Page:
On discretionary review of decision of the Court of Appeals,
Huskins, Justice. Justices Exum and Carlton concur in the result.
We said in Morrison v. Burlington Industries, 304 N.C. 1, 282 S.E.2d 458 (1981):
Except as to questions of jurisdiction, the rule is that the findings of fact made by the Commission are conclusive on appeal when supported by competent evidence. This is so even though there is evidence to support a contrary finding
of fact. Morrison v. Burlington Industries, 301 N.C. 226, 271 S.E.2d 364 (1980); Inscoe v. Industries, Inc., 292 N.C. 210, 232 S.E.2d 449 (1977); Anderson v. Construction Co., 265 N.C. 431, 144 S.E.2d 272 (1965); Rice v. Chair Co., 238 N.C. 121, 76 S.E.2d 311 (1953); Henry v. Leather Co., 231 N.C. 477, 57 S.E.2d 760 (1950). The appellate court does not retry the facts. It merely determines from the proceedings before the Commission whether sufficient competent evidence exists to support its findings of fact. Moses v. Bartholomew, 238 N.C. 714, 78 S.E.2d 923 (1953).
Id. at , 282 S.E.2d at 463. We first determine whether there is competent evidence to support the findings of the Industrial Commission.
All pertinent portions of the evidence in this case are set out in the statement of facts. The overwhelming thrust of that evidence is to the effect that Mr. Walston suffers from chronic bronchitis, pulmonary emphysema, asthma, "possible byssinosis," and chronic pulmonary fibrosis. When asked whether plaintiff's respiratory diseases and breathing problems were due to causes and conditions peculiar to his employment and to which the general public is not equally exposed, Dr. Williams said:
I don't think we could exclude the possibility, if it were indeed dusty in the cloth room where this man was employed, that it could have played a role in the etiology of his problems. . . . The cloth room is reputed to be a fairly clean area of the mill as far as dust is concerned. . . . A fairly dust-free environment.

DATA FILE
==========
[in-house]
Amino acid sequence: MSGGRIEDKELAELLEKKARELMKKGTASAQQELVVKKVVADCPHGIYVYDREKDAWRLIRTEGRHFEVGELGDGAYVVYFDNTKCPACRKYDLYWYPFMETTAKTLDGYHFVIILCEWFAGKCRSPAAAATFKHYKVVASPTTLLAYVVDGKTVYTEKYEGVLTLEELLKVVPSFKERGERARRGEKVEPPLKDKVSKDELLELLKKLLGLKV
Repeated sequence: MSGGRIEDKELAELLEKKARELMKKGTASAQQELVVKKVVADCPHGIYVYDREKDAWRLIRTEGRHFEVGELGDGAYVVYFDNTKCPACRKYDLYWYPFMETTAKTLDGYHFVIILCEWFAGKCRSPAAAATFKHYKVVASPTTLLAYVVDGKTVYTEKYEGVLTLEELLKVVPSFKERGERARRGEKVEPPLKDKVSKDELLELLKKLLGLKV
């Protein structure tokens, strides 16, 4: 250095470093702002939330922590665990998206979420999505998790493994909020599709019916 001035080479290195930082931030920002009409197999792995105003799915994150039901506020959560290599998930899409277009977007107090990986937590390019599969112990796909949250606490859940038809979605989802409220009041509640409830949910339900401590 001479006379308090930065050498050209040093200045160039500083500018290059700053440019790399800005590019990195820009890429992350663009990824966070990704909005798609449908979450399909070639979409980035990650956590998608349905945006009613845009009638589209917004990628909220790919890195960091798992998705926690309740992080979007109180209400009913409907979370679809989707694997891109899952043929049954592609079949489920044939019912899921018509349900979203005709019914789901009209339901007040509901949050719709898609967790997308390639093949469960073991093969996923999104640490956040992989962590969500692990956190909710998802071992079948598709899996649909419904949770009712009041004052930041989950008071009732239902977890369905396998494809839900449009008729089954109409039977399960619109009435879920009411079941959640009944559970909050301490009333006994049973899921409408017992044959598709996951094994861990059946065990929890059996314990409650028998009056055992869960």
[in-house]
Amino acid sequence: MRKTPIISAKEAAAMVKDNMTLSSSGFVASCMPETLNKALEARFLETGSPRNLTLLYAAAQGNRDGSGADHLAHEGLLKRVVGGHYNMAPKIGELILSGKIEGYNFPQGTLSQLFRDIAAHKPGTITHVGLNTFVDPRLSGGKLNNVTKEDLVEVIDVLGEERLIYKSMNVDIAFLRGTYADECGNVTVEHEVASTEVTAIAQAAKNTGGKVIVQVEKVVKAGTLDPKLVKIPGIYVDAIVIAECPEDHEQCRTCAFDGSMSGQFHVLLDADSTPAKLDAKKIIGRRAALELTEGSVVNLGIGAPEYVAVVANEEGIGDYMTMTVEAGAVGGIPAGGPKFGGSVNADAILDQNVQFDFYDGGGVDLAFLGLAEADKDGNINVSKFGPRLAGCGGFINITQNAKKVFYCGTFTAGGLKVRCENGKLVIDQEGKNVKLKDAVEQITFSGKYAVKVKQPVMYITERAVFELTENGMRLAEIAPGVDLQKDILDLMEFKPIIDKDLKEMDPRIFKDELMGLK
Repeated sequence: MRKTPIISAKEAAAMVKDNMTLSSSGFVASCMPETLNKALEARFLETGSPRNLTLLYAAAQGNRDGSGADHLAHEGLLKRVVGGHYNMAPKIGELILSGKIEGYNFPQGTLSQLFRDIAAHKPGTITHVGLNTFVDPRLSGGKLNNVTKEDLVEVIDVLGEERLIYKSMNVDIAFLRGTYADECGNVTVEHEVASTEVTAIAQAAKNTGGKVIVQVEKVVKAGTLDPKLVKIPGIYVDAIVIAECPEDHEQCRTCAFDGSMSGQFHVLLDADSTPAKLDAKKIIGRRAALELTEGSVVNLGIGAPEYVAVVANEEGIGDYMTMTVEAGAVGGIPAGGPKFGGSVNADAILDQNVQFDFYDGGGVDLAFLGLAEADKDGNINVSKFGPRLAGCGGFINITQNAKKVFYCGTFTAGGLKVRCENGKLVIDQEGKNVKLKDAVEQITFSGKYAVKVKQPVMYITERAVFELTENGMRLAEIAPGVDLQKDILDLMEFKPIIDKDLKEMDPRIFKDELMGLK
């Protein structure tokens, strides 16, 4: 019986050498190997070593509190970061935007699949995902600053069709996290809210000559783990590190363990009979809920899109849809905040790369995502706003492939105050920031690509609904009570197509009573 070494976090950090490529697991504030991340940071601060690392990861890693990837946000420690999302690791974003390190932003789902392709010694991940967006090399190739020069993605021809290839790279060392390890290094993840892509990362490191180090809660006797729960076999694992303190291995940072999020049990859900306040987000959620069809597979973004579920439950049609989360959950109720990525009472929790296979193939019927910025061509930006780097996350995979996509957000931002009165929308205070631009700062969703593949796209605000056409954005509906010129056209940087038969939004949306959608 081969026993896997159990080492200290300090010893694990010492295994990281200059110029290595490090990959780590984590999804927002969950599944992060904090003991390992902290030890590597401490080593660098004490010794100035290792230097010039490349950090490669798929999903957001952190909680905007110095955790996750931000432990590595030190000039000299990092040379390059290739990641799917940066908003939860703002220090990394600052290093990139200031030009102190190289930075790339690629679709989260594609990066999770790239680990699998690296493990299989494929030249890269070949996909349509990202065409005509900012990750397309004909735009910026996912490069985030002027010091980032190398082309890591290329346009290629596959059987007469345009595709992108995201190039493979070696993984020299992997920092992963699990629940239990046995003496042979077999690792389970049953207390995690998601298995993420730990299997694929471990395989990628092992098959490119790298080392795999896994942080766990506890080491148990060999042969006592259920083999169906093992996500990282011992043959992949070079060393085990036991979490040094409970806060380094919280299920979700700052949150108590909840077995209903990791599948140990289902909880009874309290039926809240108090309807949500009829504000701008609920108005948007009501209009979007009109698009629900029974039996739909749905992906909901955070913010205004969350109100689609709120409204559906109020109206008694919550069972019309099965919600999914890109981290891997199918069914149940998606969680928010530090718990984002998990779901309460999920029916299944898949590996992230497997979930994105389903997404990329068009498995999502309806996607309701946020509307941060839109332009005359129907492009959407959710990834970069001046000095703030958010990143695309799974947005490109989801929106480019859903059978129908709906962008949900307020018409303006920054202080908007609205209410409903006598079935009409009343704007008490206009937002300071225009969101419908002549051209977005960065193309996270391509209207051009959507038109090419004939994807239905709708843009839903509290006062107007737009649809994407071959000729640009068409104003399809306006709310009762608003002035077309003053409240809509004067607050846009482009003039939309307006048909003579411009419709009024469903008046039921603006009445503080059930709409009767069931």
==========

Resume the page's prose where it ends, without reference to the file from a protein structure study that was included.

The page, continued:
When asked whether plaintiff's exposure to cotton dust for thirty years in his employment could have caused his respiratory disease, Dr. Williams replied:
My opinion is that it could possibly have played a role in the causation of his pulmonary problems. . . . [I]f it did, it would be more likely a contributory role rather than a single cause and effect relationship. [Emphasis supplied.]
Dr. Williams further testified that plaintiff's cigarette smoking would "most likely play a part in his pulmonary disability," adding that plaintiff did not have a classical history of byssinosis which raised doubts in his mind as to whether plaintiff had byssinosis in the first place. The doctor was unable to give percentages
regarding the relative contributions to plaintiff's lung disease by (1) his exposure to cotton dust and ...